It doesn’t matter whether you use SPF30+ or SPF50+ sunscreen, the best way to protect yourself from skin cancer is with a combination of clothing (slip), sunscreen (slop), hat (slap), sunglasses (slide) and shade (seek), whenever the UV index reaches three or above.

Tips for applying sunscreen:

  • Make sure your sunscreen is at least SPF30+, water resistant and broad spectrum, which protects you from UVB and UVA;

  • Apply 20 minutes before you go outdoors and reapply every two hours;

  • Use at least one teaspoon of sunscreen for each limb, your face and the front and back of your body;

  • Check the use-by date;

  • Never rely on sunscreen – whether it’s SPF30+ or SPF50+ – as your only defence against the sun.

Join the conversation

6 Comments sorted by

    1. Adam Zielinski

      logged in via Facebook

      In reply to Cameron Murray

      The figures quoted here are a little misleading. "...between SPF30+ and SPF50+ is small, increasing protection from 96.7% to 98%. That’s a 1.3% increase, not almost double, as many people may think when making a purchasing decision."

      Sure that is a 1.3% increase in absolute terms, however this means that only 2% of the radiation is getting throught with SPF50+, vs 3.3% for SPF30+. Although 3.3% isn't quite double 2%, it is a more accurate was of describing the increase in protection than just saying "a 1.3% increase".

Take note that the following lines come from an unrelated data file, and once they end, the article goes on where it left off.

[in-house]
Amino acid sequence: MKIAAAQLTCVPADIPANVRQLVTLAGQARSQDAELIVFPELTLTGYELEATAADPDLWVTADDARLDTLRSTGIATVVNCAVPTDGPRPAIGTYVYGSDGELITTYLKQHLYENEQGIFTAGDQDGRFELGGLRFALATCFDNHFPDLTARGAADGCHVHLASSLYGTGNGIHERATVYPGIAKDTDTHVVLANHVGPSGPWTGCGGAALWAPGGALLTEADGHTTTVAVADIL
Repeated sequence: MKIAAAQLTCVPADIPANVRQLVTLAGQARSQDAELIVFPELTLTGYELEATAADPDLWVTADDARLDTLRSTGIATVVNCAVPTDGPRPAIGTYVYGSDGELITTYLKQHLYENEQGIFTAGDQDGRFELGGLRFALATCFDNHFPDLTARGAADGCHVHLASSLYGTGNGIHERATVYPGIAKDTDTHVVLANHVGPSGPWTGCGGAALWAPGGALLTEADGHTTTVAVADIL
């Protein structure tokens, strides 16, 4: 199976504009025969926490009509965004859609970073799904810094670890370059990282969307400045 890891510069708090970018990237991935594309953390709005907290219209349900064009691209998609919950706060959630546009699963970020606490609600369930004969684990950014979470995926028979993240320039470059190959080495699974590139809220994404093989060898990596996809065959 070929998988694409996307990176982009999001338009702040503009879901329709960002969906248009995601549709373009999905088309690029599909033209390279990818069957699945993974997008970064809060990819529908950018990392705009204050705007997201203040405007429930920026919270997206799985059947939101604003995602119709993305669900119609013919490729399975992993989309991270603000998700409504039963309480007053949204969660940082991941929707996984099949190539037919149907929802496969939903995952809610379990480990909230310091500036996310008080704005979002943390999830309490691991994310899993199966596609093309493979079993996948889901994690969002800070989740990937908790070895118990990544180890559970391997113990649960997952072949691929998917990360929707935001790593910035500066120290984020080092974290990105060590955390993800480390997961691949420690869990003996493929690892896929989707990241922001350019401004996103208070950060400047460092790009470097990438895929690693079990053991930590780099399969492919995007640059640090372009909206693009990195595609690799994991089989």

Would you expect something that offers "double" 96.7% to give 193.4% protection?

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    2. Adam Zielinski

      logged in via Facebook

      In reply to Adam Zielinski

      Another way to look at it is to compare something that gives 90% protection vs something that gives 100% protection. Would you say that the 100% protection product blocks infinitely better than the 90% protection product, or would you say "only 10% more protection" ?

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    3. Greg Adcock

      Scientist

      In reply to Adam Zielinski

      Adam,

      your view is completely correct and I wonder whether this article should actually be withdrawn. The idea that 50+ is not double the level of protection as 30+ might be true if we phrase it that way but it seems like this way of viewing it is just used so it can be shot down (ie a straw man).

      So what exactly is the myth here? Just to make up some numbers, if it takes 2 hours to burn using SPF30+ and almost 4 hours (ie because the amount of UV penetrating a person's skin is almost half) using SPF50+, the average person would say, "wow double the protection". I think they would be right.

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  1. John Harland

    bicycle technician

    How do you get the orange stains from sunscreen out of white clothing? The stains make new clothing look instantly shabby.

    If we want people to use something, we need to look at the practicalities, not just the laboratory figures.

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  2. Doug Cotton

    IT Manager

    I believe the comments have established that this is not a myth. SPF 30 and SPF 50 mean skin can be exposed to the sun 30 / 50 times longer than if unprotected without burning. Perhaps the biggest risk, however, is that people inevitably miss small areas of skin when applying cream.

    Other factors also affect an individual's resistance to sunburn, in particular the levels of superoxide dismutase (SOD) in his or her body. Hence it could be advisable to take supplements which raise your level of…